A guide to the different options of residential aged care and what you can expect to pay
When Olga Kucera, 92, was advised for health reasons to move into residential care her immediate thought was to sell her home up the Hawkesbury River.
But when the keen gardener was presented with the more financially viable option of renting her home to pay part of her accommodation costs there was a definite sense of relief, according to her neighbour and enduring power of attorney Janice Hunt.
“It was good that she was capable of making such a decision. We still visit her often and she asks about the garden,” says Janice who, with her husband, has been helping Olga at home for the past 10 years.
“It has worked out perfectly for her. She is really happy. She didn’t realise how stressed she was being on her own but she knows her home is still there,” Janice says.
Donald Swanborough, an aged care adviser with Affinity Aged Care, says selling the family home to fund care and accommodation costs is one of the big issues families face when someone has to move into residential aged care.
Other key issues are “can I rent the family home and how do care costs and/or renting the family home affect entitlement to an age or service pension?” he says.
Fees and charges
If a person has assets above $157,987 they will generally be asked to pay a lump sum refundable accommodation deposit of between $200,000 and $1 million, or an equivalent daily accommodation payment or a combination of both.
All residents pay a basic daily care fee and may also be asked to pay a means-tested care fee and an extra services fee.
How people pay the accommodation charge depends on what assets they have outside the family home such as other property, shares or savings. The means-tested care fee is calculated on a person’s income and assets that they disclose to Centrelink. There are limited ways to reduce these.
Swanborough says that a rule change effective since January 1, 2016, means there may no longer be a financial advantage for people entering aged care to keep the home where they have been living and fund all or part of their accommodation costs in the aged care facility through rental income.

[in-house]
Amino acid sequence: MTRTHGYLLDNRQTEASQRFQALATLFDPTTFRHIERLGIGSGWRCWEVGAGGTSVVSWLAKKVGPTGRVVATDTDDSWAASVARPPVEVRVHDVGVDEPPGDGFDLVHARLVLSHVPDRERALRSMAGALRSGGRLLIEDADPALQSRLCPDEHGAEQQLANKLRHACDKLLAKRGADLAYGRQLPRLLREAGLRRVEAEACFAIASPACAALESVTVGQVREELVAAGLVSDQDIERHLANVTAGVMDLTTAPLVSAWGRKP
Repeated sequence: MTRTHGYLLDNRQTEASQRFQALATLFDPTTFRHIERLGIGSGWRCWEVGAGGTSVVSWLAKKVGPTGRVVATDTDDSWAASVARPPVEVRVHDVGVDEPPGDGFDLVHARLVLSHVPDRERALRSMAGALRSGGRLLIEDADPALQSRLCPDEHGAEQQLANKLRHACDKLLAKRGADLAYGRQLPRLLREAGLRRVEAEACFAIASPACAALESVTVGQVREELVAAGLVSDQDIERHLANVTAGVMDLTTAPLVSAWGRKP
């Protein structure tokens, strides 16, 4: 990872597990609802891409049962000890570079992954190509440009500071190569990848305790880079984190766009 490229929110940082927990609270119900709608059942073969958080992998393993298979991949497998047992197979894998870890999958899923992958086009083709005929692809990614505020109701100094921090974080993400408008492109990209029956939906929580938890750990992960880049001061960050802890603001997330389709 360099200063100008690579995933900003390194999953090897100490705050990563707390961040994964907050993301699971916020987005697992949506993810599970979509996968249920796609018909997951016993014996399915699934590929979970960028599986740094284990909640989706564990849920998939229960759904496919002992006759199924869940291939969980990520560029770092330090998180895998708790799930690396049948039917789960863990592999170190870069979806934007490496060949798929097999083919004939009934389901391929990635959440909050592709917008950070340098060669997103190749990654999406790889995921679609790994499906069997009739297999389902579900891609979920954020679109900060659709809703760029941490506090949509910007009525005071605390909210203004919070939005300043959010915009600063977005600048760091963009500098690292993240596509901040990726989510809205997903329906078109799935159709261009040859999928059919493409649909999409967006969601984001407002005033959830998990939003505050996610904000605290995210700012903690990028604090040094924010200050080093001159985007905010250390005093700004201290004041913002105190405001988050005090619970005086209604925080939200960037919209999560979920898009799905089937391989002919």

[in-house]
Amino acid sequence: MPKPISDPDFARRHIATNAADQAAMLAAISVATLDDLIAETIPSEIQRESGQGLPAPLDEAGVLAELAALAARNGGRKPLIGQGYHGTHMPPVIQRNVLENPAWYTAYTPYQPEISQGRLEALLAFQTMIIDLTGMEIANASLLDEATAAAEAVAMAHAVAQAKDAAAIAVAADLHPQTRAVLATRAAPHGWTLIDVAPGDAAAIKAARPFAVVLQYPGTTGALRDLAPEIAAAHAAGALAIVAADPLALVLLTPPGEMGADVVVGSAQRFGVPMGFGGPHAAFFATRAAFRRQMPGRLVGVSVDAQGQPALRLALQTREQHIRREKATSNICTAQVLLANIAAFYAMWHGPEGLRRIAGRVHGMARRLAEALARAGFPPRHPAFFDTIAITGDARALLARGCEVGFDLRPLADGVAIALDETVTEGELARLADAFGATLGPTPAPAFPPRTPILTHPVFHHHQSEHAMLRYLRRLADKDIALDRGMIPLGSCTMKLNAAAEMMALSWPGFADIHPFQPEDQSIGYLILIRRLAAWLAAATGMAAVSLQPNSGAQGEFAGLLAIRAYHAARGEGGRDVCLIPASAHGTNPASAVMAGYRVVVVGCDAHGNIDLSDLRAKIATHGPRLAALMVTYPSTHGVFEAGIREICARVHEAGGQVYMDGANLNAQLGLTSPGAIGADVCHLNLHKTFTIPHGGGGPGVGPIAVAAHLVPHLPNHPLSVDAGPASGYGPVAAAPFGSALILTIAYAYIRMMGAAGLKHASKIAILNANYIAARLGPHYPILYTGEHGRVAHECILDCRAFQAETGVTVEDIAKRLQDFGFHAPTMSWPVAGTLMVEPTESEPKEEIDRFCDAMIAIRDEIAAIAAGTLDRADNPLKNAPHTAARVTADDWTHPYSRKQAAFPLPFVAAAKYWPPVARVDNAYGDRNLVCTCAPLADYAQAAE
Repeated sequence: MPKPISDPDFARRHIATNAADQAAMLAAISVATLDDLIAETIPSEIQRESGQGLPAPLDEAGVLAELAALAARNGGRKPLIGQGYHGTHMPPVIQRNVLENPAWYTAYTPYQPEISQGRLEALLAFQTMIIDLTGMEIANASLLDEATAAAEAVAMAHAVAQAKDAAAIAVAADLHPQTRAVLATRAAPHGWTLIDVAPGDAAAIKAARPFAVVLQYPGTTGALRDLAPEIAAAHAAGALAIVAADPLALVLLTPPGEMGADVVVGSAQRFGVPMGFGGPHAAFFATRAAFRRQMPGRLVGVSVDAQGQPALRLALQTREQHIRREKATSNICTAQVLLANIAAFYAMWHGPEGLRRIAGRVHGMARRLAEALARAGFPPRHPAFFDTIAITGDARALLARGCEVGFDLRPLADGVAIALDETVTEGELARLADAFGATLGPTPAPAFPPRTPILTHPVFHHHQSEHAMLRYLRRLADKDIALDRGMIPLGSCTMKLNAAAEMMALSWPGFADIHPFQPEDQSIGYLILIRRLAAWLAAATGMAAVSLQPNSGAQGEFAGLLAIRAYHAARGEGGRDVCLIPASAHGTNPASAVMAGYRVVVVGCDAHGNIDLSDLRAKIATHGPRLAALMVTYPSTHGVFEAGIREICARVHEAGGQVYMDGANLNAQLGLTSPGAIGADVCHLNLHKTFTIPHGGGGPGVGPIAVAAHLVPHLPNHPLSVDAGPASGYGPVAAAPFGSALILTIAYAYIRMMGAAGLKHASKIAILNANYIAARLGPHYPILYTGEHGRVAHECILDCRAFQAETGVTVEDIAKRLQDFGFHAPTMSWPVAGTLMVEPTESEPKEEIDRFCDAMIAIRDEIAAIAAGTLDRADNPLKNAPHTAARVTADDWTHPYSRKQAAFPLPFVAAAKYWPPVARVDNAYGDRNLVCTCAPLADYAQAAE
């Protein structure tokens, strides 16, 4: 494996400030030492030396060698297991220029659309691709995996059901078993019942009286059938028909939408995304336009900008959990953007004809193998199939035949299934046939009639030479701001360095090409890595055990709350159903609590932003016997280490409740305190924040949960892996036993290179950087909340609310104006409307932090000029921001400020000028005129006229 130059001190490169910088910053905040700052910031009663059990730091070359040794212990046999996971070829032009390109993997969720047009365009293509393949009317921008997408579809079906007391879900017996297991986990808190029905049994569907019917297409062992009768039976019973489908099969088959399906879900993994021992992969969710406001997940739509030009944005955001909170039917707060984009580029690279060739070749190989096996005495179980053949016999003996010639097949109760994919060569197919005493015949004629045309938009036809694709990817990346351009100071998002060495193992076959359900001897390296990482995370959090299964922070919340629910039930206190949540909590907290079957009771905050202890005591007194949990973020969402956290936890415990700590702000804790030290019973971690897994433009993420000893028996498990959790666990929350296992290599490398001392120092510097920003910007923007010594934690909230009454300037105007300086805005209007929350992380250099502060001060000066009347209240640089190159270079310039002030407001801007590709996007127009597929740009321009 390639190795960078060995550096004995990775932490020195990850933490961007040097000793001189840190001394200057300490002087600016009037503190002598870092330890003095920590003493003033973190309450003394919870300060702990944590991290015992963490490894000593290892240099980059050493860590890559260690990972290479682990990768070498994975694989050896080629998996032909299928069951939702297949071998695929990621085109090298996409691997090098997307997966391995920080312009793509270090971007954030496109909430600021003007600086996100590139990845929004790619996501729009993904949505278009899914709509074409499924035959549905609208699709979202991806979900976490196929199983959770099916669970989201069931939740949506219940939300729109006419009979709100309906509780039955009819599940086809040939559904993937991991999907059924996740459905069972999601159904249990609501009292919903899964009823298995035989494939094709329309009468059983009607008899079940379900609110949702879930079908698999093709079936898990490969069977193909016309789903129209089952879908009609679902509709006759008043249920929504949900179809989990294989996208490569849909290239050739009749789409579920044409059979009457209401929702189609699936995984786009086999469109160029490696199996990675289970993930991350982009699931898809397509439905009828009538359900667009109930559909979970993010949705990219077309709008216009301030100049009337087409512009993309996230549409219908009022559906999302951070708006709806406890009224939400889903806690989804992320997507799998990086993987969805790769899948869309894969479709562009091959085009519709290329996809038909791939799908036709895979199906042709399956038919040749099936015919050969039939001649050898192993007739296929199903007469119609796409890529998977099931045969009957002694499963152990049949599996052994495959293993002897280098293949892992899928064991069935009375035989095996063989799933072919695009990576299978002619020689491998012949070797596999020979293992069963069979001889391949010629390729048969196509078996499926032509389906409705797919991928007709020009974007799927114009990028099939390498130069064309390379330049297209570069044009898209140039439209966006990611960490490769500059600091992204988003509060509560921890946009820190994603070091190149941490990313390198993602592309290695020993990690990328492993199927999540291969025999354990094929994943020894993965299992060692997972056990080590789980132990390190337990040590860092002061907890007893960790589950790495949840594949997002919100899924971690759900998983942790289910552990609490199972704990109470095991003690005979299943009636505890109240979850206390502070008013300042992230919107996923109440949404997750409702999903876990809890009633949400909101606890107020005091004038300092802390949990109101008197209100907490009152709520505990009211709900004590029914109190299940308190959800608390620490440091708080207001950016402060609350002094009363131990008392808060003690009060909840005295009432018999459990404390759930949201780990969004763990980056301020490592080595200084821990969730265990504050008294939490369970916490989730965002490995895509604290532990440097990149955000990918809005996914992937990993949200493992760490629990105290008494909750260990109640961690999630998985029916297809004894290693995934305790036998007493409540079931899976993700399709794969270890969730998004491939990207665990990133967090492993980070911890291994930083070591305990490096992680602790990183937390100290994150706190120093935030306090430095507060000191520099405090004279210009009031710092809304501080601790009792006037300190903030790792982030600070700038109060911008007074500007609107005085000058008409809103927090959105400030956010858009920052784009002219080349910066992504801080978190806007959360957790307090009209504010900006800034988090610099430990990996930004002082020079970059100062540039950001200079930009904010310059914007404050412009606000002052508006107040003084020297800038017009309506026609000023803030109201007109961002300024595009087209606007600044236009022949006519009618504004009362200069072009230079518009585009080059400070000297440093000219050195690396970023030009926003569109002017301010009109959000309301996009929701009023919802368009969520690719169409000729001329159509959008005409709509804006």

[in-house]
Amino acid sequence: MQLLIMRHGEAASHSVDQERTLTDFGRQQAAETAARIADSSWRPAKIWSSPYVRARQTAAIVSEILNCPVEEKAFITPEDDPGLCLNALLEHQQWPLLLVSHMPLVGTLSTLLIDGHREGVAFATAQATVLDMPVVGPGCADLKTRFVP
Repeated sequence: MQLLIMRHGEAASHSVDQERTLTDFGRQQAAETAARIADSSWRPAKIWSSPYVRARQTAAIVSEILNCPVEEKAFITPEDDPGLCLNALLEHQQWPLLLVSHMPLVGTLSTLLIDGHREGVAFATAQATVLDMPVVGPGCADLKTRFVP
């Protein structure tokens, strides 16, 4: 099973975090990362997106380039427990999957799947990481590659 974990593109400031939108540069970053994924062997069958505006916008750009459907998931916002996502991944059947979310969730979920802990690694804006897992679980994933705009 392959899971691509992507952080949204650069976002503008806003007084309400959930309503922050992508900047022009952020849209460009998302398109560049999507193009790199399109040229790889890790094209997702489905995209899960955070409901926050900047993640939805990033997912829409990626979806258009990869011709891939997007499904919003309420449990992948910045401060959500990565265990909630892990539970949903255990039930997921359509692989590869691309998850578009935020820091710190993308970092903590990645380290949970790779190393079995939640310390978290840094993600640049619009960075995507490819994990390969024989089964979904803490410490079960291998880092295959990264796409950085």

Previously the former home remained an exempt asset for pension purposes, and the rent received was also exempt under both the pension income test and the means-tested care fees for aged care purposes. However, there is no longer an exemption for people who pay their care costs periodically through rental income.
Aged Care Steps technical specialist Natasha Panagis urges people not to implement strategies just to reduce fees.
“It might be better to keep the family home and rent it out but the reality of renting it out may mean it would personally work better to sell it,” she says.
Panagis says that once a facility has been chosen residents have 28 days after signing the residential agreement to decide how to pay the accommodation charge.
If the decision is to pay a RAD, then there is six months to pay, although interest will in effect be charged from day one.
What you pay and what you get:
Individual facilities should publish the RAD on the government’s myagedcare.gov.au website. They range from $200,000 to $1 million. Think of it in terms of the capital value of the room the resident is occupying. If the refundable accommodation deposit (RAD) is quoted as $300,000, the resident needs to pay $300,000, or pay the $300,000 at an interest rate set by the government (currently 6.22 per cent) in the form of a daily accommodation payment. This can be paid as a mix. Because the interest rate is high compared to having the money in the bank, it makes sense to consider paying the RAD – it is fully refundable, and can reduce the assets that Centrelink assesses to work out how much aged pension the resident is entitled to.
Basic daily fee:
This fee is based on 85 per cent of the single rate of age pension. The current rate is $47.86 per day and is payable by everyone. There is obviously little cash flow available from the age pension for other costs for the resident.
Means-tested care fee:
Depending on the financial position of the resident, this fee is based on the amount the government pays the aged care provider to care for the resident. It can be up to $211.40 per day but is capped at $25,731 per year (or about $60,000 over a lifetime).
Extra and additional service fees:
An extra service fee applies to a specifically determined bed and the cost is regulated. Additional services can be ad hoc – such as hairdressing, podiatry and pay TV. These costs can vary significantly. Source: Later Life Advice
This is the second in a three-part series on aged care. Read part one here.
This article first appeared in The Sydney Morning Herald http://www.smh.com.au/money/planning/residential-aged-care-how-can-i-afford-it-20160120-gma4n6#ixzz3zFnn0djP